- The Hornets officially announced Marlon Garnett, Nick Friedman and Norman Richardson as assistant coaches under head coach James Borrego in a press release. The team also promoted Jackson Simmons to head video coordinator.
- Borrego expects the Hornets to be fully vaccinated by the beginning of the season, Rod Boone of the Charlotte Observer tweets.
The 2021/22 NBA regular season will get underway in less than a month, so it’s time to start getting serious about predictions for the upcoming campaign and to resume an annual Hoops Rumors tradition.
With the help of the lines from a handful of sports betting sites, including Bovada and BetOnline, we’re running through the predicted win totals for each of the NBA’s 30 teams, by division. In a series of team-by-team polls, you’ll get the chance to weigh in on whether you think those forecasts are too optimistic or too pessimistic.
In 2020/21, our voters went 17-13 on their over/under picks. Can you top that in ’21/22?
As a reminder, the NBA played a 72-game schedule in 2020/21, so a team that won 41 games last year finished with a 41-31 record. This year, a club that wins 41 games would be a .500 team (41-41). For added clarity, we’ve noted the record that each team would have to achieve to finish “over” its projected win total.
We’ll turn today to the Southeast division…
- 2020/21 record: 40-32
- Over/under for 2021/22: 48.5 wins (49-33)
- Major offseason moves:
- 2020/21 record: 41-31
- Over/under for 2021/22: 47.5 wins (48-34)
- Major offseason moves:
- 2020/21 record: 33-39
- Over/under for 2021/22: 38.5 wins (39-43)
- Major offseason moves:
- 2020/21 record: 34-38
- Over/under for 2021/22: 34.5 wins (35-47)
- Major offseason moves:
- 2020/21 record: 21-51
- Over/under for 2021/22: 22.5 wins (23-59)
- Major offseason moves:
Previous voting results:
- Brooklyn Nets (55.5 wins): Over (63.2%)
- Philadelphia 76ers (51.5 wins): Under (70.0%)
- Boston Celtics (46.5 wins): Over (58.1%)
- New York Knicks (42.5 wins): Over (65.1%)
- Toronto Raptors (36.5 wins): Under (50.6%)
- Milwaukee Bucks (54.5 wins): Over (63.7%)
- Indiana Pacers (42.5 wins): Under (58.2%)
- Chicago Bulls (42.5 wins): Over (68.3%)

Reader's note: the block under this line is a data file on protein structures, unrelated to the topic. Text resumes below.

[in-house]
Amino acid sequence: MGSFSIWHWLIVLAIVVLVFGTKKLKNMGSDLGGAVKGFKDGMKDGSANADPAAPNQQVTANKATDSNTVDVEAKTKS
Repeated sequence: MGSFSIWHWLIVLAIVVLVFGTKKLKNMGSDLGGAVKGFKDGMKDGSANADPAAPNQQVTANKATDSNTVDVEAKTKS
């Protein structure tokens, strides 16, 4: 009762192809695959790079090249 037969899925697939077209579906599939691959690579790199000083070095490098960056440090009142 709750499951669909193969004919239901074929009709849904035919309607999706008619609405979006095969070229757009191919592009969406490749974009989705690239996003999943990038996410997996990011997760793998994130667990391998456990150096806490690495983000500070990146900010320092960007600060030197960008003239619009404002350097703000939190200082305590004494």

- Cleveland Cavaliers (26.5 wins): Under (50.5%)
- Detroit Pistons (25.5 wins): Under (52.6%)
- Utah Jazz (52.5 wins): Over (61.7%)
- Denver Nuggets (48.5 wins): Over (69.3%)
- Portland Trail Blazers (44.5 wins): Over (53.0%)
- Minnesota Timberwolves (34.5 wins): Under (57.1%)
- Oklahoma City Thunder (23.5 wins): Under (65.0%)
- Los Angeles Lakers (52.5 wins): Over (58.2%)
- Phoenix Suns (51.5 wins): Over (58.6%)
- Golden State Warriors (48.5 wins): Over (50.3%)
- Los Angeles Clippers (43.5 wins): Over (51.2%)
- Sacramento Kings (36.5 wins): Under (66.0%)
Terms of the deal weren’t disclosed, but it seems likely to be a non-guaranteed pact that includes Exhibit 10 language. That would allow the Hornets to give Sneed a bonus worth up to $50K if he’s waived before the regular season begins and then spends at least 60 days with their G League team.
Sneed, who went undrafted out of Kansas State in 2020, signed a training camp contract with Charlotte last offseason and then was waived at the end of the preseason. He played in 13 games (23.3 MPG) for the Greensboro Swarm, the Hornets’ G League affiliate, averaging 8.1 PPG, 4.0 RPG, 1.8 APG, and 1.8 SPG with a .360/.279/.875 shooting line.
With the signing, Charlotte now has a full 20-man offseason roster, including 16 players with guaranteed salaries, two on Exhibit 10 deals (Sneed and D.J. Carton) and a pair on two-way contracts (Scottie Lewis and Arnoldas Kulboka).
In order to set their roster for the regular season, the Hornets will have to trade or release at least one player with a guaranteed salary, but that move doesn’t need to be completed until mid-October. However, the club also reportedly agreed to sign Cameron McGriff to an Exhibit 10 deal, so more transactions could be coming during the preseason.